Frequency and longitudinal trends of household care product use

Rebecca E. Moran, Deborah H Bennett, Daniel J Tancredi, Xiangmei May Wu, Beate Ritz, Irva Hertz-Picciotto

Research output: Contribution to journalArticle

24 Scopus citations

Abstract

The use of household cleaning products and air fresheners exposes people to a variety of chemicals, including some that have been shown to be irritants, potential carcinogens and endocrine disrupting compounds. In addition, some react with ambient ozone infiltrating to the indoor environment to form potentially toxic secondary pollutants. Although realistic estimates of usage patterns are necessary for modeling potential exposures in risk assessments, few studies have documented cleaning habits and product usage to characterize how they vary between households and over time. In addition, understanding within-household temporal variability of use is important to assess the reliability of exposure questionnaires used in epidemiological surveys and improve the cost-efficiency of data collection. In the SUPERB (Study of Use of Products and Exposure-Related Behavior) study, frequencies of use of eight types of household cleaning products and air fresheners and the performance of different types of cleaning tasks are collected in three annual telephone and six quarterly web-based surveys. All-purpose and glass cleaners were the products most frequently used among all products surveyed. Use frequencies differed by demographic and other household characteristics for some products. Product usage was internally consistent, with over 75% of pairwise cross-sectional correlations between product types statistically significantly different from zero. In addition, each product type was correlated with at least one cleaning habit. Frequency of cleaning product use and performing cleaning tasks did not vary by season. An examination of intra-household variability showed moderately to highly consistent usage patterns over time, with lower temporal consistency observed among products used more frequently, such as all-purpose cleaners. Frequency of household care product usage was consistent enough that in epidemiologic studies, participants can be classified, for example, into three categories on the basis of a single assessment, with only minimal misclassification.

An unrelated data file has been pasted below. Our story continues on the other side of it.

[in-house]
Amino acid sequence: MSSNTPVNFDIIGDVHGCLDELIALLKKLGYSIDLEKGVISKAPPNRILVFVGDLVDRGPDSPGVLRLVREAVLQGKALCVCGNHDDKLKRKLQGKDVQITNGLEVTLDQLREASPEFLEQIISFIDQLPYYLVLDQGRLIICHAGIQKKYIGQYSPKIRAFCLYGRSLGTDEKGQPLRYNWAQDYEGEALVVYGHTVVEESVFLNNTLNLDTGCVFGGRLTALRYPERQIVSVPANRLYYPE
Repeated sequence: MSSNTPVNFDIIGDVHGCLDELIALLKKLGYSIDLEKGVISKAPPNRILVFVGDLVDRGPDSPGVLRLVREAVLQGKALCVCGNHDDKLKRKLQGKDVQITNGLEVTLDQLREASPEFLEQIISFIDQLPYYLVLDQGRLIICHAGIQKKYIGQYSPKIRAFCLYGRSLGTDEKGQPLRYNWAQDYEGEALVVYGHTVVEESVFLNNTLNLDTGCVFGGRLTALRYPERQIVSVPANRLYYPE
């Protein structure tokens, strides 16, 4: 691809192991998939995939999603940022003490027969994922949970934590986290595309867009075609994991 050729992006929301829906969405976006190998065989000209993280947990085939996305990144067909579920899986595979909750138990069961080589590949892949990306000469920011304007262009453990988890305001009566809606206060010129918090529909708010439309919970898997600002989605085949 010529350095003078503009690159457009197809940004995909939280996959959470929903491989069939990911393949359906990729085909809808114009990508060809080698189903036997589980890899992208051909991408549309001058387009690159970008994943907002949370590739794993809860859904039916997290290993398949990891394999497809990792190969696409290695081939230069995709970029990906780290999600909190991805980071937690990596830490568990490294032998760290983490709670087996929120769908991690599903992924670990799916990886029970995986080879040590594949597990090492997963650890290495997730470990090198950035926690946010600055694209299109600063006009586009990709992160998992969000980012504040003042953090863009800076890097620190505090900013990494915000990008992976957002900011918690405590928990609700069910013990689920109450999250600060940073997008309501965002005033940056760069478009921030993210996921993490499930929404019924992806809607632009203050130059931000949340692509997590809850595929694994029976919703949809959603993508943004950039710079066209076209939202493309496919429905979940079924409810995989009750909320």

Original languageEnglish (US)
Pages (from-to)417-424
Number of pages8
JournalAtmospheric Environment
Volume55
DOIs
StatePublished - Aug 2012

Keywords

  • Cleaning products
  • D-limonene
  • Indoor environment
  • SUPERB

ASJC Scopus subject areas

  • Atmospheric Science
  • Environmental Science(all)

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